When Was FCX Last Seen Around These Prices?
Prior to March, the last time FCX traded right around $9.89 was November 11th, 2015. The difference in share prices is a gain of less than 1%. During that period, oil prices moved down over 25% and copper prices moved down 3%. The dramatically lower level of expected EBITDA and operating cash flows shows that investors have taken a dramatically more favorable view of risk over the last few months. While the S&P 500 has rallied over the last couple months, the gains for FCX have been astounding.
Unless investors believe they have a better method for estimating future commodity prices than using the market rate on futures contracts, it is difficult to justify the dramatic climb over the last couple months. A higher price was certainly warranted, but I don't think $10.00 is warranted by the outlook for earnings. The ETFs I'm using for projecting copper and oil prices are not simply tracking current prices. The ETFs hold futures contracts on the underlying commodities, so their prices should track the future contracts very closely to prevent arbitrage opportunities.
I think FCX has climbed too rapidly given the fundamental challenges that remain. There are still substantial problems facing the company. The slowing growth within the Chinese economy is one of the largest factors since the demand for copper in China is a substantial factor driving global pricing. If China is able to increase its growth rate in GDP and opts to spend on further infrastructure, it could drive copper prices higher and completely overwhelm any other aspect of analysis. Despite that risk factor, I see more risk than return baked into current share prices.
An Alternative Explanation
When shares were trading around $5, I argued that the prices reflected investors baking in a significant risk of bankruptcy. Those risks were materially reduced when FCX sold their position in the copper mine. The price received indicated a very favorable valuation of the assets. Using that level of valuation for the assets suggested that FCX had a materially better chance of surviving (since they could sell assets) than would have been expected previously.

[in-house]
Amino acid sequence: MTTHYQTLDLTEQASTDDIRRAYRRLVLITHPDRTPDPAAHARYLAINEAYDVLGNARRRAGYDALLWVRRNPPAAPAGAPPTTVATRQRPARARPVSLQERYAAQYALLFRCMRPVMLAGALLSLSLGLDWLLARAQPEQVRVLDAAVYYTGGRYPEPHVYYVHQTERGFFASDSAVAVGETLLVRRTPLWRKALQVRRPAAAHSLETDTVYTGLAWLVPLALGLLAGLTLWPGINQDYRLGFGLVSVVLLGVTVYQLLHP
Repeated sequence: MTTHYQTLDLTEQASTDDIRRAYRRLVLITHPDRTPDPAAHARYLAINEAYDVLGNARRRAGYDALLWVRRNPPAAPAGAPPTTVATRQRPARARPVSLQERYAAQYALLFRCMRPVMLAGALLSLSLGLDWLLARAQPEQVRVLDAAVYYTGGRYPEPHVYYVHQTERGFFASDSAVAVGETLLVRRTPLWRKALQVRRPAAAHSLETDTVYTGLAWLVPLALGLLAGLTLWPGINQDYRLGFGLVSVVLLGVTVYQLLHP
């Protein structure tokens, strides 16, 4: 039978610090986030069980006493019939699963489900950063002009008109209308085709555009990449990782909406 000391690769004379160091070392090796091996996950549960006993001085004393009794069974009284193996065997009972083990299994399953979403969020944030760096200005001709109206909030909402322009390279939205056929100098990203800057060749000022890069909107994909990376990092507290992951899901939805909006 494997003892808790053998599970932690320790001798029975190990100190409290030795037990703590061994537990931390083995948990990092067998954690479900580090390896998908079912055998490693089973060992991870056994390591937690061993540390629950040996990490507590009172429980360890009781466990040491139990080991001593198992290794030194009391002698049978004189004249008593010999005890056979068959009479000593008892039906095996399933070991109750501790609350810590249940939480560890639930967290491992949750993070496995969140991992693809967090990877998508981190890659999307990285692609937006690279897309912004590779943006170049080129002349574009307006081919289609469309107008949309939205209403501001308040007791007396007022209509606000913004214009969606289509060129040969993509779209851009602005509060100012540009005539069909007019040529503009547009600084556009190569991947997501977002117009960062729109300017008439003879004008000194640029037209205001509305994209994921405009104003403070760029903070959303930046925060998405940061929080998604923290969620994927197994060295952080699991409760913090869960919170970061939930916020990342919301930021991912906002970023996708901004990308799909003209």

Freeport-McMoRan put together some great presentations for shareholders and analysts to make it easier to assess the impact of copper and oil prices on their EBITDA for future periods. They also made a commitment to reduce capital expenditures which was a necessary change.
Despite those positive factors, the substantial rise in valuation is simply too much. Relative to late fall of last year the expected cash flows from operations are clearly dramatically lower. The decline in copper and oil prices since the middle of November, 2015, tells the tale of declining fundamentals. The company's ability to sell assets and generate cash was a huge positive, but I don't see it offsetting the challenges from weak copper and oil prices.
Based on the current commodity prices, I would expect FCX to trade closer to $7 and possibly up to $8.50. The higher end is more than the commodity prices justify alone, but the sale of interest in one of their assets was very favorable and reduced the risk premiums.
Disclosure: I/we have no positions in any stocks mentioned, and no plans to initiate any positions within the next 72 hours.